Government has Tuesday crossly responded to a report by the international human rights body Human Rights Watch [HRW], regarding The Non-Governmental Organizations Bill which is slated to be debated in Parliament.
The bill seeks to regulate non-governmental organizations, and streamline their work in the country.
Once passed, the bill would grant the internal affairs minister and the National Board for Non-governmental Organizations powers to supervise, approve, inspect, and dissolve all NGOs and community based organizations, and would impose severe criminal penalties for violations.
The Rights body came out yesterday and condemned the Bill saying it would interfere with the works of the NGOs.
HRW went on to interpret the bill as meant to silence the only peaceful government critics.
“If this bill is passed in its current form, it will obstruct the ability of all Ugandans to work collectively through local and international organizations on any research or advocacy that may be deemed critical of the government,” said Nicholas Opiyo, executive director of Chapter Four Uganda,” they said.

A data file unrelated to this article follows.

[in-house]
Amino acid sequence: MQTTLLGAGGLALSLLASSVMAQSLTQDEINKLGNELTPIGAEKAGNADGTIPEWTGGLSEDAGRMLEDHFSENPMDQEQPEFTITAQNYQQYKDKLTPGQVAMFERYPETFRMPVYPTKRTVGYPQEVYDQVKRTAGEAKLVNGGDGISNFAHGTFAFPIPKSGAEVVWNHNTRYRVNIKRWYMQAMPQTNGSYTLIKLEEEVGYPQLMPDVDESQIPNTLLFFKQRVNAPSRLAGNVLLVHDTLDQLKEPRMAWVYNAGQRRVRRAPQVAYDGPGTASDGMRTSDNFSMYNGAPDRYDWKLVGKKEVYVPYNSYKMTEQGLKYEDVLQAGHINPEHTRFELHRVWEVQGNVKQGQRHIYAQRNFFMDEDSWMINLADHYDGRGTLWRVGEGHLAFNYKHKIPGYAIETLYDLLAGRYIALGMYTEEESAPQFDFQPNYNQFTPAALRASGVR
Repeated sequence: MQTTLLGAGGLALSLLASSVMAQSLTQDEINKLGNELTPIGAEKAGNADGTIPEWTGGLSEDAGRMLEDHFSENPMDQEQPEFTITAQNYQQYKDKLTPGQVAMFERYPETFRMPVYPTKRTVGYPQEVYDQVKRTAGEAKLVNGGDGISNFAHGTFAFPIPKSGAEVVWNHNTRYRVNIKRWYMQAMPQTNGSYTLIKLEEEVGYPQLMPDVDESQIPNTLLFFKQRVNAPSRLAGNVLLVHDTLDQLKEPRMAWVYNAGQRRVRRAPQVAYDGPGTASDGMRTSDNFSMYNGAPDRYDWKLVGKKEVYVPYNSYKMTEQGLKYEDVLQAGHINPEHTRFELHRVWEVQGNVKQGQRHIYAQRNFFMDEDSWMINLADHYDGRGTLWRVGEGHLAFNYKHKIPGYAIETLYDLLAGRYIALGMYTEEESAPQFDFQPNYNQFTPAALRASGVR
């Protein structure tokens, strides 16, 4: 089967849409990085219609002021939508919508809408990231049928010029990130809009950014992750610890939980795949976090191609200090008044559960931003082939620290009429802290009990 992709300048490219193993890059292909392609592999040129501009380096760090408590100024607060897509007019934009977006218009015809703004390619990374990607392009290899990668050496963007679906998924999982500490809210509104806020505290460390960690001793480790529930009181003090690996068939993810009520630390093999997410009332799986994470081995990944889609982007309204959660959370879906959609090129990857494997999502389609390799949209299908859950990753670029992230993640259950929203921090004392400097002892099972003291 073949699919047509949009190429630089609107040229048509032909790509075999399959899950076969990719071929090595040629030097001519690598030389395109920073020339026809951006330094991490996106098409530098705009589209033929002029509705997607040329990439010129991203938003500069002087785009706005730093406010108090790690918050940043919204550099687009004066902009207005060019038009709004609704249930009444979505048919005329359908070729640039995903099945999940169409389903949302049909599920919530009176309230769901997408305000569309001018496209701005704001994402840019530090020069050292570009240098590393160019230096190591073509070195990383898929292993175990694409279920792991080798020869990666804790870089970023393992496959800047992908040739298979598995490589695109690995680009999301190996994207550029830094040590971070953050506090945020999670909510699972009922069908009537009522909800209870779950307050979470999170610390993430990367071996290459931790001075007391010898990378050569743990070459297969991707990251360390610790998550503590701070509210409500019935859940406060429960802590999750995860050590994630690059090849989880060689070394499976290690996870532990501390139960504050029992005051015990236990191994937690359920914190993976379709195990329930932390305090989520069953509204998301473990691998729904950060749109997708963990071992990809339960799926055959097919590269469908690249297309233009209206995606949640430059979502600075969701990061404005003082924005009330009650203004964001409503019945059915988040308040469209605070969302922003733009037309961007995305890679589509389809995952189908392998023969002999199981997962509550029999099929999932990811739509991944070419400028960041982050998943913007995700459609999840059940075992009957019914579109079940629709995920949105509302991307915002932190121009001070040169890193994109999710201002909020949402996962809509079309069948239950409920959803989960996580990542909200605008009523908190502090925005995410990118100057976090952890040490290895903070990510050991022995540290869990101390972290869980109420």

Government today expressed disappointment with the HRW’s response to the Bill, and accused the body or critiquing rather than helping enhance the bill.
“Apart from the criticism from HRW, government would appreciate helpful comments to improve the Bill,” noted government spokesperson Ofwono Opondo.
“Let Human Rights Watch write specific proposals either to the minister before the Bill is taken to the committee of parliament. NGOs including HRW should not pretend to be the only guarantors of the rights of Ugandans.”
Mr Ondondo stated that Uganda needed the law revised and strengthened to protect the public especially because of the changing times of criminality.
“Some NGOs have been found to be involved in extortion of money from the public, financial fraud, money laundering and human trafficking especially of vulnerable children,” he added.
“That responsibility and obligations rests with the government of Uganda. NGOs do not enjoy diplomatic immunity, and thus are subject to written down rules and regulations.”